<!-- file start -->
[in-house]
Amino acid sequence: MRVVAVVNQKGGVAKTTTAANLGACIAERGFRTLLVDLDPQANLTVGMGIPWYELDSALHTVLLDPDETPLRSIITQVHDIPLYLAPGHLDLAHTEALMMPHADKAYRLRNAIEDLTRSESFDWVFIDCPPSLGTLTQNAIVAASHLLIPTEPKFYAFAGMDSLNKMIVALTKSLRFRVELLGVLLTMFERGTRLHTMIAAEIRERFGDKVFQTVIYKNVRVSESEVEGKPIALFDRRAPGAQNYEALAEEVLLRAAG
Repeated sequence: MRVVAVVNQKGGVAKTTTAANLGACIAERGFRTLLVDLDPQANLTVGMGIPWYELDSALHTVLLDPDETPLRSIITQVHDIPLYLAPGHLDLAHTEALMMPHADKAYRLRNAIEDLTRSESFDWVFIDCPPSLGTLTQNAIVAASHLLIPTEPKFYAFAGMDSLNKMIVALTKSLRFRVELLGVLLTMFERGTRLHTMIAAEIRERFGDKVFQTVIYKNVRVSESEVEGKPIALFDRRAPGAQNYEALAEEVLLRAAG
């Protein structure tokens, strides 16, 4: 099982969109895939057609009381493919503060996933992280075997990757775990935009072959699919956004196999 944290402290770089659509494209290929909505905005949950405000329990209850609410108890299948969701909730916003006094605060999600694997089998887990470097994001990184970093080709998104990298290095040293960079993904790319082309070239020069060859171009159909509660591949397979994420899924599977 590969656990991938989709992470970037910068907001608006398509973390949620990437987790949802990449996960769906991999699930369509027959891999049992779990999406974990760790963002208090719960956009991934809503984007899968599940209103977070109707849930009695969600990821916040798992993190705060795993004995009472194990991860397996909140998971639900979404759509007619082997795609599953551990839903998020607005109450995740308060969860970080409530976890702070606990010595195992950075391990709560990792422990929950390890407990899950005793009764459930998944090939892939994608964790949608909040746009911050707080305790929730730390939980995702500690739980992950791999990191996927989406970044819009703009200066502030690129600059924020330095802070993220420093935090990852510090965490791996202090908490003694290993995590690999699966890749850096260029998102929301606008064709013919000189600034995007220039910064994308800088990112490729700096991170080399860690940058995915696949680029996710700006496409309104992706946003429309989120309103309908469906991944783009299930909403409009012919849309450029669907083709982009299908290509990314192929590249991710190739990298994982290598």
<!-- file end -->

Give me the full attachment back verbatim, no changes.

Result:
[in-house]
Amino acid sequence: MRVVAVVNQKGGVAKTTTAANLGACIAERGFRTLLVDLDPQANLTVGMGIPWYELDSALHTVLLDPDETPLRSIITQVHDIPLYLAPGHLDLAHTEALMMPHADKAYRLRNAIEDLTRSESFDWVFIDCPPSLGTLTQNAIVAASHLLIPTEPKFYAFAGMDSLNKMIVALTKSLRFRVELLGVLLTMFERGTRLHTMIAAEIRERFGDKVFQTVIYKNVRVSESEVEGKPIALFDRRAPGAQNYEALAEEVLLRAAG
Repeated sequence: MRVVAVVNQKGGVAKTTTAANLGACIAERGFRTLLVDLDPQANLTVGMGIPWYELDSALHTVLLDPDETPLRSIITQVHDIPLYLAPGHLDLAHTEALMMPHADKAYRLRNAIEDLTRSESFDWVFIDCPPSLGTLTQNAIVAASHLLIPTEPKFYAFAGMDSLNKMIVALTKSLRFRVELLGVLLTMFERGTRLHTMIAAEIRERFGDKVFQTVIYKNVRVSESEVEGKPIALFDRRAPGAQNYEALAEEVLLRAAG
């Protein structure tokens, strides 16, 4: 099982969109895939057609009381493919503060996933992280075997990757775990935009072959699919956004196999 944290402290770089659509494209290929909505905005949950405000329990209850609410108890299948969701909730916003006094605060999600694997089998887990470097994001990184970093080709998104990298290095040293960079993904790319082309070239020069060859171009159909509660591949397979994420899924599977 590969656990991938989709992470970037910068907001608006398509973390949620990437987790949802990449996960769906991999699930369509027959891999049992779990999406974990760790963002208090719960956009991934809503984007899968599940209103977070109707849930009695969600990821916040798992993190705060795993004995009472194990991860397996909140998971639900979404759509007619082997795609599953551990839903998020607005109450995740308060969860970080409530976890702070606990010595195992950075391990709560990792422990929950390890407990899950005793009764459930998944090939892939994608964790949608909040746009911050707080305790929730730390939980995702500690739980992950791999990191996927989406970044819009703009200066502030690129600059924020330095802070993220420093935090990852510090965490791996202090908490003694290993995590690999699966890749850096260029998102929301606008064709013919000189600034995007220039910064994308800088990112490729700096991170080399860690940058995915696949680029996710700006496409309104992706946003429309989120309103309908469906991944783009299930909403409009012919849309450029669907083709982009299908290509990314192929590249991710190739990298994982290598």